by Jeanne Theoharis.
On November 30, Melissa Harris-Perry honored my biography of Rosa Parks, The Rebellious Life of Mrs. Rosa Parks, by including it amongst a group of ground-breaking Black feminist texts and histories on her “Black Feminism Syllabus.” This recognition came on the 58th anniversary of Rosa Parks' bus arrest and the public marking of the day, including the RNC's unfortunate tweet celebrating “Rosa Parks’ bold stand and her role in ending racism.” The RNC’s tweet spoke to what has been a theme at the heart of much Parks memorialization across the political spectrum—the honoring of her is regularly accompanied by a element of national self congratulation. Her stand is often now commemorated as a way to mark how far we’ve come in the successful movement to end Jim Crow segregation and racism.
What my book sought to do was rescue Rosa Parks from the narrow pedestal she exists upon. This national sainthood has paradoxically diminished the scope and importance of her political work and functions, across the political spectrum, to make us feel good about ourselves as a nation. It misses the lifelong activist who worked against injustice in both the North and South and paid a heavy price for her political work but kept struggling to address contemporary racial and social inequalities until her death in 2005. It misses her global vision and how she was treated as un-American for great stretches of her life by many Americans for these political activities. And finally, it misses that a real honoring of her legacy requires us to do the same hard, tedious, scary work of pressing against the injustices of our time, both nationally and internationally, because she firmly believed the movement was not over.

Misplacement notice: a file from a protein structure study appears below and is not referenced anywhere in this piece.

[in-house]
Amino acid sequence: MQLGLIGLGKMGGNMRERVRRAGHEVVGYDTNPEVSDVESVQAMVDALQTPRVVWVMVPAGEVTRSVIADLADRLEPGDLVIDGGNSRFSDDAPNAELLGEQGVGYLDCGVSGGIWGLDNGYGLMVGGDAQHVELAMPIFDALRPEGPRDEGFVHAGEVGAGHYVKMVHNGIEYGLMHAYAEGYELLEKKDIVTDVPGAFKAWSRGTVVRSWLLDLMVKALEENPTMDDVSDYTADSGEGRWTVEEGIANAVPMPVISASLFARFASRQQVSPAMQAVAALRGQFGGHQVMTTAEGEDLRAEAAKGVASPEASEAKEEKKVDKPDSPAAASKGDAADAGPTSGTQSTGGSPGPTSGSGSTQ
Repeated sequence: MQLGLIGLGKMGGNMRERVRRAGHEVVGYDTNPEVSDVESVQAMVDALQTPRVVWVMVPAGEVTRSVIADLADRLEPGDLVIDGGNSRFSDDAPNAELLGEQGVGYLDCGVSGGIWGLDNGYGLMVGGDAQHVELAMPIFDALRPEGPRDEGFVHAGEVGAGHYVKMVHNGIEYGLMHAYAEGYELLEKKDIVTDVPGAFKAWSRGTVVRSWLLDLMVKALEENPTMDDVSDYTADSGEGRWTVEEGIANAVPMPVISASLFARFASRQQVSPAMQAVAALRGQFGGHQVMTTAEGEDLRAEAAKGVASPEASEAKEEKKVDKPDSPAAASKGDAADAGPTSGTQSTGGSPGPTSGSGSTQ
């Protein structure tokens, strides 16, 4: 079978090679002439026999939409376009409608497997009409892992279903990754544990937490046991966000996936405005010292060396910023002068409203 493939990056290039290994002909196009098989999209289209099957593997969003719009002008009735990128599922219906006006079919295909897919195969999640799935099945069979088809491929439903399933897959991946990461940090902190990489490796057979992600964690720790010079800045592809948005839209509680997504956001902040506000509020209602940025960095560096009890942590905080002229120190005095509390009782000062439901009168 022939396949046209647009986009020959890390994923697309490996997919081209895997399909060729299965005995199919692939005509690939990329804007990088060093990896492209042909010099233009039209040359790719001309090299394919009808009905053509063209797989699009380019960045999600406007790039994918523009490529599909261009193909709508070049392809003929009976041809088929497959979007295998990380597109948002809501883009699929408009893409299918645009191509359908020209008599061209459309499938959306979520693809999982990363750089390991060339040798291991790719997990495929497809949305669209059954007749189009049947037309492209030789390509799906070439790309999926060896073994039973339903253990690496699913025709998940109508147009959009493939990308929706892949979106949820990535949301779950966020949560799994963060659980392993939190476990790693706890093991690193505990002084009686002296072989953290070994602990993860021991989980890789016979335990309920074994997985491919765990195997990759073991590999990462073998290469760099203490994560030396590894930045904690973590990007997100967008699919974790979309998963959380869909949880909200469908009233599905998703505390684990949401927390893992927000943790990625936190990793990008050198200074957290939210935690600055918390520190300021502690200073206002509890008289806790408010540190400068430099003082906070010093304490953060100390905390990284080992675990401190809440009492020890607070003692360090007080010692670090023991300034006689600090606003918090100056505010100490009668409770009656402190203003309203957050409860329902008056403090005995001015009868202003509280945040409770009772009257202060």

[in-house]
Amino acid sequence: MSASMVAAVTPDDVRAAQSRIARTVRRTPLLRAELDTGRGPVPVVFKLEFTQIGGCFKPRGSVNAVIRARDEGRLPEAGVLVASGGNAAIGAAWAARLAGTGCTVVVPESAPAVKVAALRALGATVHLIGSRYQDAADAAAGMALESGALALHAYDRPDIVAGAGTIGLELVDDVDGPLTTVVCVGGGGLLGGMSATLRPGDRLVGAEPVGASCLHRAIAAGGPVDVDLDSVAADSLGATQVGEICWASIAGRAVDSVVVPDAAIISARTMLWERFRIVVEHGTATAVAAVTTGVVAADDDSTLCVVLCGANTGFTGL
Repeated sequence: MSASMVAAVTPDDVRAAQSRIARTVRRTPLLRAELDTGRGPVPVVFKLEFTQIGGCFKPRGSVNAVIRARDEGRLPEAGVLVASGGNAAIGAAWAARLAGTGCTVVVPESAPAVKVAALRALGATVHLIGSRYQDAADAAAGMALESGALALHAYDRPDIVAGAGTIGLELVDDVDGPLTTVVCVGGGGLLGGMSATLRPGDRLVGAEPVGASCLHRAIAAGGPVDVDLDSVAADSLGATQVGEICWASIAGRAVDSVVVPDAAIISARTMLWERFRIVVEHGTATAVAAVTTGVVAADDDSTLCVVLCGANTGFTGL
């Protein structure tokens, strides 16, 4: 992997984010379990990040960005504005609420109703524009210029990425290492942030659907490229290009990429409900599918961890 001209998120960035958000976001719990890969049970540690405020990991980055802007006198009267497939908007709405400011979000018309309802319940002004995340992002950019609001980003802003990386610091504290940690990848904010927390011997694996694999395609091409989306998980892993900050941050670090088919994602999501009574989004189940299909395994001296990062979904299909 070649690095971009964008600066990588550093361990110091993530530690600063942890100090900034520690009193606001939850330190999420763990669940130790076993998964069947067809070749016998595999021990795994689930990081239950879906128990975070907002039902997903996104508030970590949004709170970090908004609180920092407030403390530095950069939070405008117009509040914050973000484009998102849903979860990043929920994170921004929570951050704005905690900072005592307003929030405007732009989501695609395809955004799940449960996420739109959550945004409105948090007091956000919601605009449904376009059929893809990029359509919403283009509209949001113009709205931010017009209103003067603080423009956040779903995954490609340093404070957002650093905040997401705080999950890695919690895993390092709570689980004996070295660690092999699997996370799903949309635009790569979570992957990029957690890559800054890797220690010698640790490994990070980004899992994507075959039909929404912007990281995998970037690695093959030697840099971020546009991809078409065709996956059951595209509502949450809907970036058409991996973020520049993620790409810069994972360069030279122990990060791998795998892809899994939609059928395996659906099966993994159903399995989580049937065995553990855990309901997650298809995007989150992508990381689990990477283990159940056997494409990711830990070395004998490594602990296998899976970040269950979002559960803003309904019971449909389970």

An internationalist who critiqued US foreign policy from Vietnam to Central America, Parks had long been active in the divestment movement, joining protesters in front of the South African embassy. She and Mandela actually got to meet shortly after he was released from prison. Mandela made a trip to the United States to draw support for the anti-apartheid movement. Coming off the plane in Detroit in the midst of all the dignitaries and political figures, Mandela saw her and froze. He walked directly toward her and began chanting "Rosa Parks! Rosa Parks!" These two seasoned freedom fighters embraced.
To honor their legacy requires asking much harder questions about where we are today. It requires scrutinizing who we call and treat as terrorists and un-American now. Parks and Mandela worked for radical transformative change.The problems they identified were not just anachronistic racial systems but enduring ones of local and global injustice. Both reminded over and over how change happens because of movements, not simply individuals and that the work of these movements was not finished. To pay tribute thus requires us to take up the work ourselves and in community.
Jeane Theoharis is professor of political science at Brooklyn College of the City University of New York. She received an AB in Afro-American studies from Harvard College and a PhD in American culture from the University of Michigan. She is the author or coauthor of four books, including The Rebellious Life of Mrs. Rosa Parks, and many articles on the black freedom struggle and the contemporary politics of race in the United States.